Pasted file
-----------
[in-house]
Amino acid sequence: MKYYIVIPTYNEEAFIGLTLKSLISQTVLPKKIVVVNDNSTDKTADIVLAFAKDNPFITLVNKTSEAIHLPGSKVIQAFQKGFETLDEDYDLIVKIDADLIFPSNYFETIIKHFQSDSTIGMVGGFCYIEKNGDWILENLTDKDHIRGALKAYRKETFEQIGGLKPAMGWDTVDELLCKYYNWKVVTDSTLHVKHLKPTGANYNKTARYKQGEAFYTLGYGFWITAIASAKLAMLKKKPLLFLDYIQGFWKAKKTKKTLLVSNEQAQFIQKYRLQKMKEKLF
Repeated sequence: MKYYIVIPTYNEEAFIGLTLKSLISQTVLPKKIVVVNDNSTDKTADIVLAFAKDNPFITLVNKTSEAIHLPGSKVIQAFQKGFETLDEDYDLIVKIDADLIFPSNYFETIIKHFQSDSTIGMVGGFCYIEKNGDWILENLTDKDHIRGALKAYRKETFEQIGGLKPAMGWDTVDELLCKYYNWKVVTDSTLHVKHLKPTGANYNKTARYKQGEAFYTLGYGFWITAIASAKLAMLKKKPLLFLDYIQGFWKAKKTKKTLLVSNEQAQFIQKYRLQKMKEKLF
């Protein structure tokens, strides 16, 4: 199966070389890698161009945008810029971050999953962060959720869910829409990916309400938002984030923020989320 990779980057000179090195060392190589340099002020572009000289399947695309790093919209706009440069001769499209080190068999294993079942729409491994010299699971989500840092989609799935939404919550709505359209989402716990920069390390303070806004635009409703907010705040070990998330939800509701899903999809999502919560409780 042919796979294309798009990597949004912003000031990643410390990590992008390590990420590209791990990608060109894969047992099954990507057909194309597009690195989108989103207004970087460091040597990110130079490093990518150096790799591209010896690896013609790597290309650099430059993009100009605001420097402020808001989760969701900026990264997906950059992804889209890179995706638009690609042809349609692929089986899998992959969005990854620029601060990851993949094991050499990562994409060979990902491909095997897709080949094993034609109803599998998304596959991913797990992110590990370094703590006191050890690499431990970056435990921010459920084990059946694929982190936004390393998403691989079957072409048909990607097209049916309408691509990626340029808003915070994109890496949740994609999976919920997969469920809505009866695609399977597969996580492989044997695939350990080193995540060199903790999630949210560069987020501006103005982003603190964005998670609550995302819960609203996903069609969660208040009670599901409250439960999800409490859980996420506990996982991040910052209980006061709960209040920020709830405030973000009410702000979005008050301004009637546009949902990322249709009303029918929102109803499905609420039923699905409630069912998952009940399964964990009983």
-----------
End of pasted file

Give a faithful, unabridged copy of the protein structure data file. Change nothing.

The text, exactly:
[in-house]
Amino acid sequence: MKYYIVIPTYNEEAFIGLTLKSLISQTVLPKKIVVVNDNSTDKTADIVLAFAKDNPFITLVNKTSEAIHLPGSKVIQAFQKGFETLDEDYDLIVKIDADLIFPSNYFETIIKHFQSDSTIGMVGGFCYIEKNGDWILENLTDKDHIRGALKAYRKETFEQIGGLKPAMGWDTVDELLCKYYNWKVVTDSTLHVKHLKPTGANYNKTARYKQGEAFYTLGYGFWITAIASAKLAMLKKKPLLFLDYIQGFWKAKKTKKTLLVSNEQAQFIQKYRLQKMKEKLF
Repeated sequence: MKYYIVIPTYNEEAFIGLTLKSLISQTVLPKKIVVVNDNSTDKTADIVLAFAKDNPFITLVNKTSEAIHLPGSKVIQAFQKGFETLDEDYDLIVKIDADLIFPSNYFETIIKHFQSDSTIGMVGGFCYIEKNGDWILENLTDKDHIRGALKAYRKETFEQIGGLKPAMGWDTVDELLCKYYNWKVVTDSTLHVKHLKPTGANYNKTARYKQGEAFYTLGYGFWITAIASAKLAMLKKKPLLFLDYIQGFWKAKKTKKTLLVSNEQAQFIQKYRLQKMKEKLF
């Protein structure tokens, strides 16, 4: 199966070389890698161009945008810029971050999953962060959720869910829409990916309400938002984030923020989320 990779980057000179090195060392190589340099002020572009000289399947695309790093919209706009440069001769499209080190068999294993079942729409491994010299699971989500840092989609799935939404919550709505359209989402716990920069390390303070806004635009409703907010705040070990998330939800509701899903999809999502919560409780 042919796979294309798009990597949004912003000031990643410390990590992008390590990420590209791990990608060109894969047992099954990507057909194309597009690195989108989103207004970087460091040597990110130079490093990518150096790799591209010896690896013609790597290309650099430059993009100009605001420097402020808001989760969701900026990264997906950059992804889209890179995706638009690609042809349609692929089986899998992959969005990854620029601060990851993949094991050499990562994409060979990902491909095997897709080949094993034609109803599998998304596959991913797990992110590990370094703590006191050890690499431990970056435990921010459920084990059946694929982190936004390393998403691989079957072409048909990607097209049916309408691509990626340029808003915070994109890496949740994609999976919920997969469920809505009866695609399977597969996580492989044997695939350990080193995540060199903790999630949210560069987020501006103005982003603190964005998670609550995302819960609203996903069609969660208040009670599901409250439960999800409490859980996420506990996982991040910052209980006061709960209040920020709830405030973000009410702000979005008050301004009637546009949902990322249709009303029918929102109803499905609420039923699905409630069912998952009940399964964990009983």